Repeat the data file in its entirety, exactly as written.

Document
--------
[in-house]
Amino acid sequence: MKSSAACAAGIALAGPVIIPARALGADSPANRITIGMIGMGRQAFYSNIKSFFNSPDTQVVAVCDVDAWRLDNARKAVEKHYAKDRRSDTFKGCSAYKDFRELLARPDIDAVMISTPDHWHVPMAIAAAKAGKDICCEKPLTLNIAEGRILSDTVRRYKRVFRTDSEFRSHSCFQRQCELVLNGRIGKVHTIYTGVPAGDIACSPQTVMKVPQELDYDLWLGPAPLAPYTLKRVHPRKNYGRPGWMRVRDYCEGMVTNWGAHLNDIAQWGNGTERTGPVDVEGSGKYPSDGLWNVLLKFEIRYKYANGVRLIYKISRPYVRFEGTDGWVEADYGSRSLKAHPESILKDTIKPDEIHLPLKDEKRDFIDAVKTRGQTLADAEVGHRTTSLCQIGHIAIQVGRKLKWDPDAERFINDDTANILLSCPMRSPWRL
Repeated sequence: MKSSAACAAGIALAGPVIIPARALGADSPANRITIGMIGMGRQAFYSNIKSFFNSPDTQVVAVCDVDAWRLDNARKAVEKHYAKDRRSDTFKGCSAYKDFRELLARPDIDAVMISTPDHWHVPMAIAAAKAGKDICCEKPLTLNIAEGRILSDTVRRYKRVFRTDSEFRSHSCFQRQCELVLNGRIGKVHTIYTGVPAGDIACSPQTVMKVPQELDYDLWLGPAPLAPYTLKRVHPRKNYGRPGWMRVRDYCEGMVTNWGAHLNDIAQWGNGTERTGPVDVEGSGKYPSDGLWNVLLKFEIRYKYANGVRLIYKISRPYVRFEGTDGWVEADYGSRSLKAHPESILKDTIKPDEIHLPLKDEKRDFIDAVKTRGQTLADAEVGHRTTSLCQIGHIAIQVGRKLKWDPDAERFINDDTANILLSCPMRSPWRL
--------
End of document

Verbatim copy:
[in-house]
Amino acid sequence: MKSSAACAAGIALAGPVIIPARALGADSPANRITIGMIGMGRQAFYSNIKSFFNSPDTQVVAVCDVDAWRLDNARKAVEKHYAKDRRSDTFKGCSAYKDFRELLARPDIDAVMISTPDHWHVPMAIAAAKAGKDICCEKPLTLNIAEGRILSDTVRRYKRVFRTDSEFRSHSCFQRQCELVLNGRIGKVHTIYTGVPAGDIACSPQTVMKVPQELDYDLWLGPAPLAPYTLKRVHPRKNYGRPGWMRVRDYCEGMVTNWGAHLNDIAQWGNGTERTGPVDVEGSGKYPSDGLWNVLLKFEIRYKYANGVRLIYKISRPYVRFEGTDGWVEADYGSRSLKAHPESILKDTIKPDEIHLPLKDEKRDFIDAVKTRGQTLADAEVGHRTTSLCQIGHIAIQVGRKLKWDPDAERFINDDTANILLSCPMRSPWRL
Repeated sequence: MKSSAACAAGIALAGPVIIPARALGADSPANRITIGMIGMGRQAFYSNIKSFFNSPDTQVVAVCDVDAWRLDNARKAVEKHYAKDRRSDTFKGCSAYKDFRELLARPDIDAVMISTPDHWHVPMAIAAAKAGKDICCEKPLTLNIAEGRILSDTVRRYKRVFRTDSEFRSHSCFQRQCELVLNGRIGKVHTIYTGVPAGDIACSPQTVMKVPQELDYDLWLGPAPLAPYTLKRVHPRKNYGRPGWMRVRDYCEGMVTNWGAHLNDIAQWGNGTERTGPVDVEGSGKYPSDGLWNVLLKFEIRYKYANGVRLIYKISRPYVRFEGTDGWVEADYGSRSLKAHPESILKDTIKPDEIHLPLKDEKRDFIDAVKTRGQTLADAEVGHRTTSLCQIGHIAIQVGRKLKWDPDAERFINDDTANILLSCPMRSPWRL